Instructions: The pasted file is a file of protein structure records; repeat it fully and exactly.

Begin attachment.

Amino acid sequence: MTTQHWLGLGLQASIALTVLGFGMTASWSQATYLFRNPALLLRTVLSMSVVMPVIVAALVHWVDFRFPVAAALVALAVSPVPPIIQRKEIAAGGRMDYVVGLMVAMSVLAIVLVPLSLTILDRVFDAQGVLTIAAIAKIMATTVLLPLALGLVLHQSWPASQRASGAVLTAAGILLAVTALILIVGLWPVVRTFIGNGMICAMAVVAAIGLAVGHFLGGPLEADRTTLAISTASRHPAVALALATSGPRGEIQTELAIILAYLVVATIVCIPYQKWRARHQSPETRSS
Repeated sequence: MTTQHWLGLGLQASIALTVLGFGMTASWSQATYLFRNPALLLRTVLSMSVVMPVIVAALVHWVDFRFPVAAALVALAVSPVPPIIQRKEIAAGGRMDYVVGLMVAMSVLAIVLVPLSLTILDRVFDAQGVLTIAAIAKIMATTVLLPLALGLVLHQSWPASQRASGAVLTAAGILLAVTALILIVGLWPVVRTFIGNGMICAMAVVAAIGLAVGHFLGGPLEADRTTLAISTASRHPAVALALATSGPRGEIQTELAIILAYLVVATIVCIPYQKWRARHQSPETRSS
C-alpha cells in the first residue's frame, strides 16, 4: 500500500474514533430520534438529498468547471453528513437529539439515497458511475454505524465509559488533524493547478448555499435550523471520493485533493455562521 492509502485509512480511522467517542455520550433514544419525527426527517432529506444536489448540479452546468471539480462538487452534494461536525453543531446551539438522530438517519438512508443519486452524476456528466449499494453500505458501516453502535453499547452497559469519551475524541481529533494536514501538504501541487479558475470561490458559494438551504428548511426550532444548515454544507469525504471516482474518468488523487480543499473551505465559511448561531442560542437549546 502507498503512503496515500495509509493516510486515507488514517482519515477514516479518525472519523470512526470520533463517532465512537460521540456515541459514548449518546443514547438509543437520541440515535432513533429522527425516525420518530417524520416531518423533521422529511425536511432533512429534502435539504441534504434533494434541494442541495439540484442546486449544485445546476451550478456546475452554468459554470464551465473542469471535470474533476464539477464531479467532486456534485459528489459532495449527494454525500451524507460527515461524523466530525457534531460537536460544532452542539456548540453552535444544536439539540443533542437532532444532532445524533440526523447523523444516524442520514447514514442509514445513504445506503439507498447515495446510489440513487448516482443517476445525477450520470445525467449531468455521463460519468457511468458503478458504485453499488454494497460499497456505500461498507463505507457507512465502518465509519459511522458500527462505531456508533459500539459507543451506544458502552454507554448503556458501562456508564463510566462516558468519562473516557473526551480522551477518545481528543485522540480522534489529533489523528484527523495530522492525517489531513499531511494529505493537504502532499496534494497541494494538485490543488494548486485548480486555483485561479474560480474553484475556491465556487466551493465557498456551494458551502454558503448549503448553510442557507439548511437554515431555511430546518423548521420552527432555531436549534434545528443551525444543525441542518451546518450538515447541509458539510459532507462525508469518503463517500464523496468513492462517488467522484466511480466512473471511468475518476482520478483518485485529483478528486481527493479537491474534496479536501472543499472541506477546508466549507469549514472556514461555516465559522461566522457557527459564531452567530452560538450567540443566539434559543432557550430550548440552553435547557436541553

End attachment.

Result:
Amino acid sequence: MTTQHWLGLGLQASIALTVLGFGMTASWSQATYLFRNPALLLRTVLSMSVVMPVIVAALVHWVDFRFPVAAALVALAVSPVPPIIQRKEIAAGGRMDYVVGLMVAMSVLAIVLVPLSLTILDRVFDAQGVLTIAAIAKIMATTVLLPLALGLVLHQSWPASQRASGAVLTAAGILLAVTALILIVGLWPVVRTFIGNGMICAMAVVAAIGLAVGHFLGGPLEADRTTLAISTASRHPAVALALATSGPRGEIQTELAIILAYLVVATIVCIPYQKWRARHQSPETRSS
Repeated sequence: MTTQHWLGLGLQASIALTVLGFGMTASWSQATYLFRNPALLLRTVLSMSVVMPVIVAALVHWVDFRFPVAAALVALAVSPVPPIIQRKEIAAGGRMDYVVGLMVAMSVLAIVLVPLSLTILDRVFDAQGVLTIAAIAKIMATTVLLPLALGLVLHQSWPASQRASGAVLTAAGILLAVTALILIVGLWPVVRTFIGNGMICAMAVVAAIGLAVGHFLGGPLEADRTTLAISTASRHPAVALALATSGPRGEIQTELAIILAYLVVATIVCIPYQKWRARHQSPETRSS
C-alpha cells in the first residue's frame, strides 16, 4: 500500500474514533430520534438529498468547471453528513437529539439515497458511475454505524465509559488533524493547478448555499435550523471520493485533493455562521 492509502485509512480511522467517542455520550433514544419525527426527517432529506444536489448540479452546468471539480462538487452534494461536525453543531446551539438522530438517519438512508443519486452524476456528466449499494453500505458501516453502535453499547452497559469519551475524541481529533494536514501538504501541487479558475470561490458559494438551504428548511426550532444548515454544507469525504471516482474518468488523487480543499473551505465559511448561531442560542437549546 502507498503512503496515500495509509493516510486515507488514517482519515477514516479518525472519523470512526470520533463517532465512537460521540456515541459514548449518546443514547438509543437520541440515535432513533429522527425516525420518530417524520416531518423533521422529511425536511432533512429534502435539504441534504434533494434541494442541495439540484442546486449544485445546476451550478456546475452554468459554470464551465473542469471535470474533476464539477464531479467532486456534485459528489459532495449527494454525500451524507460527515461524523466530525457534531460537536460544532452542539456548540453552535444544536439539540443533542437532532444532532445524533440526523447523523444516524442520514447514514442509514445513504445506503439507498447515495446510489440513487448516482443517476445525477450520470445525467449531468455521463460519468457511468458503478458504485453499488454494497460499497456505500461498507463505507457507512465502518465509519459511522458500527462505531456508533459500539459507543451506544458502552454507554448503556458501562456508564463510566462516558468519562473516557473526551480522551477518545481528543485522540480522534489529533489523528484527523495530522492525517489531513499531511494529505493537504502532499496534494497541494494538485490543488494548486485548480486555483485561479474560480474553484475556491465556487466551493465557498456551494458551502454558503448549503448553510442557507439548511437554515431555511430546518423548521420552527432555531436549534434545528443551525444543525441542518451546518450538515447541509458539510459532507462525508469518503463517500464523496468513492462517488467522484466511480466512473471511468475518476482520478483518485485529483478528486481527493479537491474534496479536501472543499472541506477546508466549507469549514472556514461555516465559522461566522457557527459564531452567530452560538450567540443566539434559543432557550430550548440552553435547557436541553